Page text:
But they stated that, with what they referred to as ‘a Compact Disk of visual recording of the very sad and unfortunate event”, they had “very compelling and revealing evidence” of how Mr Umar attacked the 22-year-old security guard on the premises.

In the ‘statement of facts’ contained in the petition, the petitioners lawyers narrated to the LPDC how the assault incident happened.

They noted that Mr Umar arrived the Banex Plaza, Abuja on March 29 and parked his vehicle (an SUV) wrongly, “which compelled Mr Clement Sargwak to politely approach him and requested that he should park his vehicle properly because it was obstructing traffic.”

“The simple and polite request of Mr Clement Sargwak surprisingly infuriated Mr Danladi Umar who suddenly attacked and kicked the security guard despite being held back by his security aides.

“It was also a fact that Mr Danladi Umar watched with great pleasure how one of his aides gave a ‘thunderous’ slap across the same security guard’s face and subsequent engagement in physical combat and inhumane treatment against the security guard in the public glare,” the petitioner reads in part.

Rule 1

The petitioners also accused Mr Umar of violating Rule 1 of the Rules of Professional Conduct for Legal Practitioners.

The provision reads, “A lawyer shall uphold and observe the rule of law, promote and Foster the cause of justice, maintain a high standard of professional conduct, and Shall not engage in any conduct which is unbecoming of a legal practitioner.”

When asked by PREMIUM TIMES, the chairman of Bwari branch of NBA, Mr Chukwuemeka, who is one of the lawyers engaged to file the petition, said the punishment of any lawyer convicted for such a violation is “striking the name of such person from the roll of lawyers kept at the Supreme Court”.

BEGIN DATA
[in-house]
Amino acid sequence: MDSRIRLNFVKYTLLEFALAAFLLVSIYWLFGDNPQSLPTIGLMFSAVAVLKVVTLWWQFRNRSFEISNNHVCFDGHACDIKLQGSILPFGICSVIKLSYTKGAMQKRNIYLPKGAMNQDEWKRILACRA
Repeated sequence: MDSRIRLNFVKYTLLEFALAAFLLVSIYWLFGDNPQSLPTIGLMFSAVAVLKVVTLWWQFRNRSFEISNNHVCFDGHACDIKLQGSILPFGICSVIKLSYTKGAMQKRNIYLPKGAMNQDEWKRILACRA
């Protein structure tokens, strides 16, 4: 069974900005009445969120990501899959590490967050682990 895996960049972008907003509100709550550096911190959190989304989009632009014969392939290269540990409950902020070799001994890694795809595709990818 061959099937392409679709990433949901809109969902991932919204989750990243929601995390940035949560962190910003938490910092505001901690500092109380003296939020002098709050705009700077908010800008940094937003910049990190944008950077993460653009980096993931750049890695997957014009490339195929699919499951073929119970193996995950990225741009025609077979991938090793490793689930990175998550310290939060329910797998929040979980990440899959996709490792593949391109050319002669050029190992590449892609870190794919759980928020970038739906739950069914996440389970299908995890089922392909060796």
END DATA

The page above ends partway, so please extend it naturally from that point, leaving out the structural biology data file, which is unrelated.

“His name is on the roll and we are now asking the LPDC to remove his name from the roll,” he added.

On the controversy about which body has the power to discipline the CCT chairman and two other members, Mr Chukwuemeka said the LPDC has the power to discipline any lawyer no matter the position they hold.

“LPDC does not even call you a lawyer, the LPDC recognises those whose names are on the roll. And you cannot be a lawyer without your name being on the roll,” he said.

The lawyer who also explained that Mr Umar is not “a judicial officer” that can be disciplined by the National Judicial Council (NJC), said, “When the cloak of a lawyer is removed by the LPDC, even when he is a judicial officer, that person cannot occupy any seat that requires him or her to be a lawyer.”

‘CCT chair, members not judicial officers’

A former Chief Justice of Nigeria (CJN), Mahmud Mohammed, had in a letter dated May 18, 2015, with reference number, NJC/CIR/HOC/1/74, asked the CCT chairman and members to stop pre-fixing their names with the title, “Justice”, on the grounds that they were not judges.

According to then CJN, neither the tribunal chair nor any of its two other members is a judicial officer as defined in Section 318 (1) of the 1999 Constitution.

Mr Umar himself subtly agreed with this point in his reply to a petition sent to the Federal Judicial Service Commission (FJSC) asking for a sanction against him for the controversial ex parte he issued in January 2019 suspending a former CJN, Walter Onnoghen, from office.

The CCT chairman, in his reply to the petition, cited the ex-CJN Muhammad’s letter, arguing that his office was under the presidency and that the FJSC lacked disciplinary power over him.